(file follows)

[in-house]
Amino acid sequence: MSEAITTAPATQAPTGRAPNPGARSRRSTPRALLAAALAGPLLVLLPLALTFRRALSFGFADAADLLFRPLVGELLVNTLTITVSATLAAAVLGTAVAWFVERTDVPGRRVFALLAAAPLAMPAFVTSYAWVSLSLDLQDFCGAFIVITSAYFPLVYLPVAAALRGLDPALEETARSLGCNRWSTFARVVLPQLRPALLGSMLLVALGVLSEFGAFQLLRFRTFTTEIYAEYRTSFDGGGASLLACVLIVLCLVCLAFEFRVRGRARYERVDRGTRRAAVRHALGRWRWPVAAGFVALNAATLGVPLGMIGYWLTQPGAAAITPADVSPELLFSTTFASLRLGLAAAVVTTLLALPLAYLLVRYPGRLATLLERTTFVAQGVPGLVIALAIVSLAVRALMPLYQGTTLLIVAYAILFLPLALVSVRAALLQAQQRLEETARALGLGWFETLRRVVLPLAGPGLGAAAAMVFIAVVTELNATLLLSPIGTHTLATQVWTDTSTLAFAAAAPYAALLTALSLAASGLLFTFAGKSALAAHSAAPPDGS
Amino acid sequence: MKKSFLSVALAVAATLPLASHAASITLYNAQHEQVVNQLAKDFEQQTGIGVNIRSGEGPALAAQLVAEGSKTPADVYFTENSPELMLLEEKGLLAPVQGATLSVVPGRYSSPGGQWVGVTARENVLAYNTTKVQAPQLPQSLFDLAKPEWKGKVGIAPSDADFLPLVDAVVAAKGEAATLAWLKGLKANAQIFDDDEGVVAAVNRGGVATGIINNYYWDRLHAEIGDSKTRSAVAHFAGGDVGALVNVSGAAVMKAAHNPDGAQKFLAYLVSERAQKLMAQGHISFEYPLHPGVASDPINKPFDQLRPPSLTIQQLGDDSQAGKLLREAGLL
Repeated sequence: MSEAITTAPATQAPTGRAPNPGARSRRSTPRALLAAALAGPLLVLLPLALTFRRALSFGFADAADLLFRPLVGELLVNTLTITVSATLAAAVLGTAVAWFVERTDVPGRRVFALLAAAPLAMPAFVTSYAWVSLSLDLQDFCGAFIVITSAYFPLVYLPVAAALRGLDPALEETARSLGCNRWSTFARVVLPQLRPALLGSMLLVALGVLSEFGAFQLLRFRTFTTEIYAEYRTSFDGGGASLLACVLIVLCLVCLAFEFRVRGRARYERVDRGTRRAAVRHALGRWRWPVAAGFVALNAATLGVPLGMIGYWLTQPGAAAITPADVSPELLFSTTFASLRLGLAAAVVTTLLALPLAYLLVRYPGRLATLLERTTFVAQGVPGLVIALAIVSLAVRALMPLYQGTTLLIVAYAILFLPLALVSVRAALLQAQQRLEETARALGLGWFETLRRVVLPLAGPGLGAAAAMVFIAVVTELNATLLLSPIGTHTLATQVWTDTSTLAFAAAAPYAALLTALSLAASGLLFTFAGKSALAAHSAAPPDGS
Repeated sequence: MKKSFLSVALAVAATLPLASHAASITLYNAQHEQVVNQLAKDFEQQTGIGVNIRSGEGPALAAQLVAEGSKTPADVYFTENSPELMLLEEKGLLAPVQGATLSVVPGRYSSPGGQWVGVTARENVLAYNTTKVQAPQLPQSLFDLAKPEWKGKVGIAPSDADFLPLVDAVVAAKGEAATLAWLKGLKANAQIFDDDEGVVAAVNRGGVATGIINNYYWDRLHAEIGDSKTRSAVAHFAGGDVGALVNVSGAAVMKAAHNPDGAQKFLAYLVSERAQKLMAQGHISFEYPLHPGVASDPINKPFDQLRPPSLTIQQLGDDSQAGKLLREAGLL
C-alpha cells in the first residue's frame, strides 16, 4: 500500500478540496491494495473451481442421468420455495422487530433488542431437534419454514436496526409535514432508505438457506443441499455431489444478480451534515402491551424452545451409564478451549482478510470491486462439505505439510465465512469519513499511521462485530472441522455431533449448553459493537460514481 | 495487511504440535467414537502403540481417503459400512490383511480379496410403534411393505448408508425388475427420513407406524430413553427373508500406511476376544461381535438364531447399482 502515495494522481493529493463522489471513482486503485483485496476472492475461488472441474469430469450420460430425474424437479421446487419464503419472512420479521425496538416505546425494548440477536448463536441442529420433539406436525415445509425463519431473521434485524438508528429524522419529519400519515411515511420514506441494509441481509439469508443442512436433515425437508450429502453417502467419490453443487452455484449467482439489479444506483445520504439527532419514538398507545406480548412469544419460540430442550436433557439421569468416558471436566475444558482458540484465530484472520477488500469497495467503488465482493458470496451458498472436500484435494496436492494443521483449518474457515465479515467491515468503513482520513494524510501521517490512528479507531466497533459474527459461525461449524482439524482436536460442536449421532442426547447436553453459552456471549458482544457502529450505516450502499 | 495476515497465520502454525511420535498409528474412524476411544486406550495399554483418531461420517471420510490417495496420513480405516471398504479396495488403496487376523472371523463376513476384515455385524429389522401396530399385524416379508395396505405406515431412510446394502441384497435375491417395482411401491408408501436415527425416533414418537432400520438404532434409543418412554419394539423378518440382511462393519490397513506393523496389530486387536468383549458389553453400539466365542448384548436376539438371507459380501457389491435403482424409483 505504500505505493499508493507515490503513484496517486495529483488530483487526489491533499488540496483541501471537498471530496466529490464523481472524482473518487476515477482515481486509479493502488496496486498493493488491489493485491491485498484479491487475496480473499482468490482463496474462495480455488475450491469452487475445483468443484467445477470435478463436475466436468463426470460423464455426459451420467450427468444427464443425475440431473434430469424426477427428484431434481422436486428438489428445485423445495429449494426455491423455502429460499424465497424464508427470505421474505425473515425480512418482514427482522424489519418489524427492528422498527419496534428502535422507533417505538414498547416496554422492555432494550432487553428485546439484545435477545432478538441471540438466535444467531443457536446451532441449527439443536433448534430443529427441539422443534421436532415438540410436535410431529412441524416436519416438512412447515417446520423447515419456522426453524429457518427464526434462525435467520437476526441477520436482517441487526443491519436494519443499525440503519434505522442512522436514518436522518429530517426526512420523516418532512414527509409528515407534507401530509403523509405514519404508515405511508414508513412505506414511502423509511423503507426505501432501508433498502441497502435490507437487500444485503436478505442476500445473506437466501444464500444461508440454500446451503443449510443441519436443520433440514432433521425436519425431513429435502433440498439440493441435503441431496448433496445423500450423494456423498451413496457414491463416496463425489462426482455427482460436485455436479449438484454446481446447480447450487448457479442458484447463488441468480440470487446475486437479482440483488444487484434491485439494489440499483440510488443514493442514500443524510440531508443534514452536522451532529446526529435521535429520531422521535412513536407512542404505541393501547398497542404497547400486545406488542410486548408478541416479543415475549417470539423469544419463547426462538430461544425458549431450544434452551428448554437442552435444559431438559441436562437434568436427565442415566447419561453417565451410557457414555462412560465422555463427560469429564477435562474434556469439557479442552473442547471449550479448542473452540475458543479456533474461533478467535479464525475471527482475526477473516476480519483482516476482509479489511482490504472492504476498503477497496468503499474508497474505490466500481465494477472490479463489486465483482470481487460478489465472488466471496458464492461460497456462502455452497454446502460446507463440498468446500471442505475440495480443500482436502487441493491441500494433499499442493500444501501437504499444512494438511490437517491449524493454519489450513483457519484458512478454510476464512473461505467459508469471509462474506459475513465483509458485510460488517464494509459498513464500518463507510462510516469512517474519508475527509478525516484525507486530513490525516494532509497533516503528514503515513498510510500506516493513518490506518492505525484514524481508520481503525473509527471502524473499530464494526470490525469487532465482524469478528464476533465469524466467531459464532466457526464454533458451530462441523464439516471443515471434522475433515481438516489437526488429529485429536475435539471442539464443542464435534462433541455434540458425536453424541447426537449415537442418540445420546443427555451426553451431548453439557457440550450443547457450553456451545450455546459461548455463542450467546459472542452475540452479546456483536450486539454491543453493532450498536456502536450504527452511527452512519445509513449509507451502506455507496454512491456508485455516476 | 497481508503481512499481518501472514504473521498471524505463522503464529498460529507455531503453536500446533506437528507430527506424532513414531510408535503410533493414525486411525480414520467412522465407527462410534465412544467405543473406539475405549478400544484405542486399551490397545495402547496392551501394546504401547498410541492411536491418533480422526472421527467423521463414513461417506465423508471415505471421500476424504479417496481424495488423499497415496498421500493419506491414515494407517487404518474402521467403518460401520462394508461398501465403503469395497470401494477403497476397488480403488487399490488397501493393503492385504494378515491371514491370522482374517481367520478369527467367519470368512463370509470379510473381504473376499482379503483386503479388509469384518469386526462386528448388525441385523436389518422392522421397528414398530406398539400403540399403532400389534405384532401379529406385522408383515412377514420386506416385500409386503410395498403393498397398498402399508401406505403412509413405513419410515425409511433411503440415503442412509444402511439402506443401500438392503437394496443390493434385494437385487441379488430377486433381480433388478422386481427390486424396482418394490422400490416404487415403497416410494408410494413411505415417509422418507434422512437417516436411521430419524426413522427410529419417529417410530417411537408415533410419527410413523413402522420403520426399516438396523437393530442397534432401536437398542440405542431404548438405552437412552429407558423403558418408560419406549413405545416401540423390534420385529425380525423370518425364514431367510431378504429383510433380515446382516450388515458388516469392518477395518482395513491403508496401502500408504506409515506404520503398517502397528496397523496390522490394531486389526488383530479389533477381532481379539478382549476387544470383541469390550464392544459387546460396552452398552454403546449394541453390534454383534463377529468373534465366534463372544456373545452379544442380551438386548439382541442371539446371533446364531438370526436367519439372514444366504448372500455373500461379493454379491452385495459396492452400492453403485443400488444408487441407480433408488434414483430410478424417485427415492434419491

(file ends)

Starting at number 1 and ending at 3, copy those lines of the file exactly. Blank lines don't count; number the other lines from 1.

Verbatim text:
[in-house]
Amino acid sequence: MSEAITTAPATQAPTGRAPNPGARSRRSTPRALLAAALAGPLLVLLPLALTFRRALSFGFADAADLLFRPLVGELLVNTLTITVSATLAAAVLGTAVAWFVERTDVPGRRVFALLAAAPLAMPAFVTSYAWVSLSLDLQDFCGAFIVITSAYFPLVYLPVAAALRGLDPALEETARSLGCNRWSTFARVVLPQLRPALLGSMLLVALGVLSEFGAFQLLRFRTFTTEIYAEYRTSFDGGGASLLACVLIVLCLVCLAFEFRVRGRARYERVDRGTRRAAVRHALGRWRWPVAAGFVALNAATLGVPLGMIGYWLTQPGAAAITPADVSPELLFSTTFASLRLGLAAAVVTTLLALPLAYLLVRYPGRLATLLERTTFVAQGVPGLVIALAIVSLAVRALMPLYQGTTLLIVAYAILFLPLALVSVRAALLQAQQRLEETARALGLGWFETLRRVVLPLAGPGLGAAAAMVFIAVVTELNATLLLSPIGTHTLATQVWTDTSTLAFAAAAPYAALLTALSLAASGLLFTFAGKSALAAHSAAPPDGS
Amino acid sequence: MKKSFLSVALAVAATLPLASHAASITLYNAQHEQVVNQLAKDFEQQTGIGVNIRSGEGPALAAQLVAEGSKTPADVYFTENSPELMLLEEKGLLAPVQGATLSVVPGRYSSPGGQWVGVTARENVLAYNTTKVQAPQLPQSLFDLAKPEWKGKVGIAPSDADFLPLVDAVVAAKGEAATLAWLKGLKANAQIFDDDEGVVAAVNRGGVATGIINNYYWDRLHAEIGDSKTRSAVAHFAGGDVGALVNVSGAAVMKAAHNPDGAQKFLAYLVSERAQKLMAQGHISFEYPLHPGVASDPINKPFDQLRPPSLTIQQLGDDSQAGKLLREAGLL